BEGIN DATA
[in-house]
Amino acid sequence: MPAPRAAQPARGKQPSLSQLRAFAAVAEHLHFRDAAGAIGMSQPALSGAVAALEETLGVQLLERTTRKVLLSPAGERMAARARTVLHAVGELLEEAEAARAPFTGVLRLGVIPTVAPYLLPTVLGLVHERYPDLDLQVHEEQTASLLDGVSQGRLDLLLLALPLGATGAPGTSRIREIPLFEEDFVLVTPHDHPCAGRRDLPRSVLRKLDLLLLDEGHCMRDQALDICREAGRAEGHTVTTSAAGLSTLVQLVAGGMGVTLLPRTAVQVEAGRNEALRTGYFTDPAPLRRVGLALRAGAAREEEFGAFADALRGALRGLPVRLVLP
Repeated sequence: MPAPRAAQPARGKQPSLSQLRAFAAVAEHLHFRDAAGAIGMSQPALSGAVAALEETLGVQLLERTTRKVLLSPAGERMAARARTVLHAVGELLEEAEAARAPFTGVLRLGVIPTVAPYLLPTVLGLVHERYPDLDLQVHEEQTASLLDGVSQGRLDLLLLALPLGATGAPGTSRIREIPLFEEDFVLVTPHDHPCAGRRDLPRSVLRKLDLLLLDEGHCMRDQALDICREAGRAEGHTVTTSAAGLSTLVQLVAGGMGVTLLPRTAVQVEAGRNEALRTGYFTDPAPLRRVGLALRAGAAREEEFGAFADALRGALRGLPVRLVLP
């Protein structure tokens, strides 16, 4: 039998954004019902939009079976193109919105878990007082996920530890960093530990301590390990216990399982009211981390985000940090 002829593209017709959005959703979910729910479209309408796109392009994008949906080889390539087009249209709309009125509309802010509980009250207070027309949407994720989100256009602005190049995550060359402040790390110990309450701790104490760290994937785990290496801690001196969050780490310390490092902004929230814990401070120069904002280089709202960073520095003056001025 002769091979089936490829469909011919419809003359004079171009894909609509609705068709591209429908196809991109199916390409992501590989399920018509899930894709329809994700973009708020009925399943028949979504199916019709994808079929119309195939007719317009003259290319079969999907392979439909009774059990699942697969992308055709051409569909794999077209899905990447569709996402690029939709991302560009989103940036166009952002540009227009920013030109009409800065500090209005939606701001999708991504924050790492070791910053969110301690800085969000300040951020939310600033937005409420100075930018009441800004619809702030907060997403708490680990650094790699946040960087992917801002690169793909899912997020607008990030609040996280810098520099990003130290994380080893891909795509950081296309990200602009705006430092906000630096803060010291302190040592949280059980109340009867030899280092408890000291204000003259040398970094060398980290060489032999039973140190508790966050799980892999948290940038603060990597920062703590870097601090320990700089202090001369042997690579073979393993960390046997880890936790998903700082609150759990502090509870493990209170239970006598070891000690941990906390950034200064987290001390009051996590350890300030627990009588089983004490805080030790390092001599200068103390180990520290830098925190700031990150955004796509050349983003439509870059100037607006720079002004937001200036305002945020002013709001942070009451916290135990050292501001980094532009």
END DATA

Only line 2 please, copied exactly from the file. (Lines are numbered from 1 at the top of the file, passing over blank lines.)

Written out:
Amino acid sequence: MPAPRAAQPARGKQPSLSQLRAFAAVAEHLHFRDAAGAIGMSQPALSGAVAALEETLGVQLLERTTRKVLLSPAGERMAARARTVLHAVGELLEEAEAARAPFTGVLRLGVIPTVAPYLLPTVLGLVHERYPDLDLQVHEEQTASLLDGVSQGRLDLLLLALPLGATGAPGTSRIREIPLFEEDFVLVTPHDHPCAGRRDLPRSVLRKLDLLLLDEGHCMRDQALDICREAGRAEGHTVTTSAAGLSTLVQLVAGGMGVTLLPRTAVQVEAGRNEALRTGYFTDPAPLRRVGLALRAGAAREEEFGAFADALRGALRGLPVRLVLP